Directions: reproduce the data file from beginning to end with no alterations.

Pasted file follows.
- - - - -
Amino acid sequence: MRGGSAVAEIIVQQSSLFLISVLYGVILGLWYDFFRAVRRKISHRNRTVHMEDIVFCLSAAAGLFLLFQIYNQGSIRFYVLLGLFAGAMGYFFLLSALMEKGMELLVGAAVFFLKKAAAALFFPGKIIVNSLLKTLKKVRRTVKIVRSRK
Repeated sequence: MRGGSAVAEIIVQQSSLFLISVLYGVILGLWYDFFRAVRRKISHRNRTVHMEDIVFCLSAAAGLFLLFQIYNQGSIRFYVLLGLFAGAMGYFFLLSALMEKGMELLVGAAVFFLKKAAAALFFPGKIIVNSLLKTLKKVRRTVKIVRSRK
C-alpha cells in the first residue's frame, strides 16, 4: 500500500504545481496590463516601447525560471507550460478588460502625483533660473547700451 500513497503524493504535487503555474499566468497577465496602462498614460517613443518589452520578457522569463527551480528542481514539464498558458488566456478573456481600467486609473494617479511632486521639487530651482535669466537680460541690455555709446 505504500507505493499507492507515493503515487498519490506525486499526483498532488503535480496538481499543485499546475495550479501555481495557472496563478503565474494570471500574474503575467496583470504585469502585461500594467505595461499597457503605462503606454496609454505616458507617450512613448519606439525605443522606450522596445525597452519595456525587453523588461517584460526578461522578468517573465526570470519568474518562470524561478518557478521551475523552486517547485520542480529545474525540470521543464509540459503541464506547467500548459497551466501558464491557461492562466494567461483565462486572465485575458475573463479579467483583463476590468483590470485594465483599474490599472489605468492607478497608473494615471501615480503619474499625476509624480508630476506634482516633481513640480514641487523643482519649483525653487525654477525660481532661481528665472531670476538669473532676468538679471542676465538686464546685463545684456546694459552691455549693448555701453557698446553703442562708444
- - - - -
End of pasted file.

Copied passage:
Amino acid sequence: MRGGSAVAEIIVQQSSLFLISVLYGVILGLWYDFFRAVRRKISHRNRTVHMEDIVFCLSAAAGLFLLFQIYNQGSIRFYVLLGLFAGAMGYFFLLSALMEKGMELLVGAAVFFLKKAAAALFFPGKIIVNSLLKTLKKVRRTVKIVRSRK
Repeated sequence: MRGGSAVAEIIVQQSSLFLISVLYGVILGLWYDFFRAVRRKISHRNRTVHMEDIVFCLSAAAGLFLLFQIYNQGSIRFYVLLGLFAGAMGYFFLLSALMEKGMELLVGAAVFFLKKAAAALFFPGKIIVNSLLKTLKKVRRTVKIVRSRK
C-alpha cells in the first residue's frame, strides 16, 4: 500500500504545481496590463516601447525560471507550460478588460502625483533660473547700451 500513497503524493504535487503555474499566468497577465496602462498614460517613443518589452520578457522569463527551480528542481514539464498558458488566456478573456481600467486609473494617479511632486521639487530651482535669466537680460541690455555709446 505504500507505493499507492507515493503515487498519490506525486499526483498532488503535480496538481499543485499546475495550479501555481495557472496563478503565474494570471500574474503575467496583470504585469502585461500594467505595461499597457503605462503606454496609454505616458507617450512613448519606439525605443522606450522596445525597452519595456525587453523588461517584460526578461522578468517573465526570470519568474518562470524561478518557478521551475523552486517547485520542480529545474525540470521543464509540459503541464506547467500548459497551466501558464491557461492562466494567461483565462486572465485575458475573463479579467483583463476590468483590470485594465483599474490599472489605468492607478497608473494615471501615480503619474499625476509624480508630476506634482516633481513640480514641487523643482519649483525653487525654477525660481532661481528665472531670476538669473532676468538679471542676465538686464546685463545684456546694459552691455549693448555701453557698446553703442562708444